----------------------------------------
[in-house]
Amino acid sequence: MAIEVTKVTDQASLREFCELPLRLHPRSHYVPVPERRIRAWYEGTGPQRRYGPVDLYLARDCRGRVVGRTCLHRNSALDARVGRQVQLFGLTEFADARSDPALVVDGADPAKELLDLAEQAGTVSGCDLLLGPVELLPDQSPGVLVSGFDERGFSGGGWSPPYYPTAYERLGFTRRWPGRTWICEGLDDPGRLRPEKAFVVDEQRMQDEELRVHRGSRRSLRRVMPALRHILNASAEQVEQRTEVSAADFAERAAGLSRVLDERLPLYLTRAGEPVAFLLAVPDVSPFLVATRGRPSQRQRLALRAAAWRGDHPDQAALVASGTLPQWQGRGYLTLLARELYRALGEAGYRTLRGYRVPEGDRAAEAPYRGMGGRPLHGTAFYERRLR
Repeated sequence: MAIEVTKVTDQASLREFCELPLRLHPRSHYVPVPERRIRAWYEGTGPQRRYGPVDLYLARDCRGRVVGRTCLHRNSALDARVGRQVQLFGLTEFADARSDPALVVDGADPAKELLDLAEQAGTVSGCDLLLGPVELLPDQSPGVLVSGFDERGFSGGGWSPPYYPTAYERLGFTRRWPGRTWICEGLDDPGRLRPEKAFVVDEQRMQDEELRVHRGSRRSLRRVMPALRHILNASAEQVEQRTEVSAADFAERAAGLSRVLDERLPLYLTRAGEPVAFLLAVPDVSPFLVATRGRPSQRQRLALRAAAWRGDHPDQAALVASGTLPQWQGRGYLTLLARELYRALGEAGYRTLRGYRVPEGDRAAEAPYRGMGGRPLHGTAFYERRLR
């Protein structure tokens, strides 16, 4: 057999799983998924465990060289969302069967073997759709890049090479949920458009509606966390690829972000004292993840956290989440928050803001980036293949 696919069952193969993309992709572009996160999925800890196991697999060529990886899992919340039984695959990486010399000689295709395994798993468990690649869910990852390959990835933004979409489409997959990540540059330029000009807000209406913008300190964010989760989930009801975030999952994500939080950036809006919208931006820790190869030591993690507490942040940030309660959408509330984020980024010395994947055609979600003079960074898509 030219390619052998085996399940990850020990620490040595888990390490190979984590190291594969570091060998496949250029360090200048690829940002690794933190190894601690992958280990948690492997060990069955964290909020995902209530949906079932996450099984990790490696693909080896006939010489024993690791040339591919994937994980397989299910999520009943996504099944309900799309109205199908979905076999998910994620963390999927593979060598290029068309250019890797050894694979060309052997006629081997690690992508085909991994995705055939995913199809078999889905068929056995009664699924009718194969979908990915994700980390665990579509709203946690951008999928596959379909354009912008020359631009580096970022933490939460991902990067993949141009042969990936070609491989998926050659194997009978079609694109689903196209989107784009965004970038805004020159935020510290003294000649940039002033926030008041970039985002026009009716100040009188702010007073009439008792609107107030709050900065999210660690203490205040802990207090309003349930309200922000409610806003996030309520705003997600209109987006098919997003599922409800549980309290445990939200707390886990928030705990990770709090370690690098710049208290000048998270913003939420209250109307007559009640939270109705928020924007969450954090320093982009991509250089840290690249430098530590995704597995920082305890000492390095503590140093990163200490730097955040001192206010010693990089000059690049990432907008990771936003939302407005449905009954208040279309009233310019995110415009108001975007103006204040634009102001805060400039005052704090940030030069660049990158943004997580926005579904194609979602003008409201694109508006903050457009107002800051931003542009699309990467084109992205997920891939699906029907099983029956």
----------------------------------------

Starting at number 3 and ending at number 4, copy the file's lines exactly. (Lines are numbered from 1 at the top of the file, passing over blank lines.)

Repeated sequence: MAIEVTKVTDQASLREFCELPLRLHPRSHYVPVPERRIRAWYEGTGPQRRYGPVDLYLARDCRGRVVGRTCLHRNSALDARVGRQVQLFGLTEFADARSDPALVVDGADPAKELLDLAEQAGTVSGCDLLLGPVELLPDQSPGVLVSGFDERGFSGGGWSPPYYPTAYERLGFTRRWPGRTWICEGLDDPGRLRPEKAFVVDEQRMQDEELRVHRGSRRSLRRVMPALRHILNASAEQVEQRTEVSAADFAERAAGLSRVLDERLPLYLTRAGEPVAFLLAVPDVSPFLVATRGRPSQRQRLALRAAAWRGDHPDQAALVASGTLPQWQGRGYLTLLARELYRALGEAGYRTLRGYRVPEGDRAAEAPYRGMGGRPLHGTAFYERRLR
């Protein structure tokens, strides 16, 4: 057999799983998924465990060289969302069967073997759709890049090479949920458009509606966390690829972000004292993840956290989440928050803001980036293949 696919069952193969993309992709572009996160999925800890196991697999060529990886899992919340039984695959990486010399000689295709395994798993468990690649869910990852390959990835933004979409489409997959990540540059330029000009807000209406913008300190964010989760989930009801975030999952994500939080950036809006919208931006820790190869030591993690507490942040940030309660959408509330984020980024010395994947055609979600003079960074898509 030219390619052998085996399940990850020990620490040595888990390490190979984590190291594969570091060998496949250029360090200048690829940002690794933190190894601690992958280990948690492997060990069955964290909020995902209530949906079932996450099984990790490696693909080896006939010489024993690791040339591919994937994980397989299910999520009943996504099944309900799309109205199908979905076999998910994620963390999927593979060598290029068309250019890797050894694979060309052997006629081997690690992508085909991994995705055939995913199809078999889905068929056995009664699924009718194969979908990915994700980390665990579509709203946690951008999928596959379909354009912008020359631009580096970022933490939460991902990067993949141009042969990936070609491989998926050659194997009978079609694109689903196209989107784009965004970038805004020159935020510290003294000649940039002033926030008041970039985002026009009716100040009188702010007073009439008792609107107030709050900065999210660690203490205040802990207090309003349930309200922000409610806003996030309520705003997600209109987006098919997003599922409800549980309290445990939200707390886990928030705990990770709090370690690098710049208290000048998270913003939420209250109307007559009640939270109705928020924007969450954090320093982009991509250089840290690249430098530590995704597995920082305890000492390095503590140093990163200490730097955040001192206010010693990089000059690049990432907008990771936003939302407005449905009954208040279309009233310019995110415009108001975007103006204040634009102001805060400039005052704090940030030069660049990158943004997580926005579904194609979602003008409201694109508006903050457009107002800051931003542009699309990467084109992205997920891939699906029907099983029956």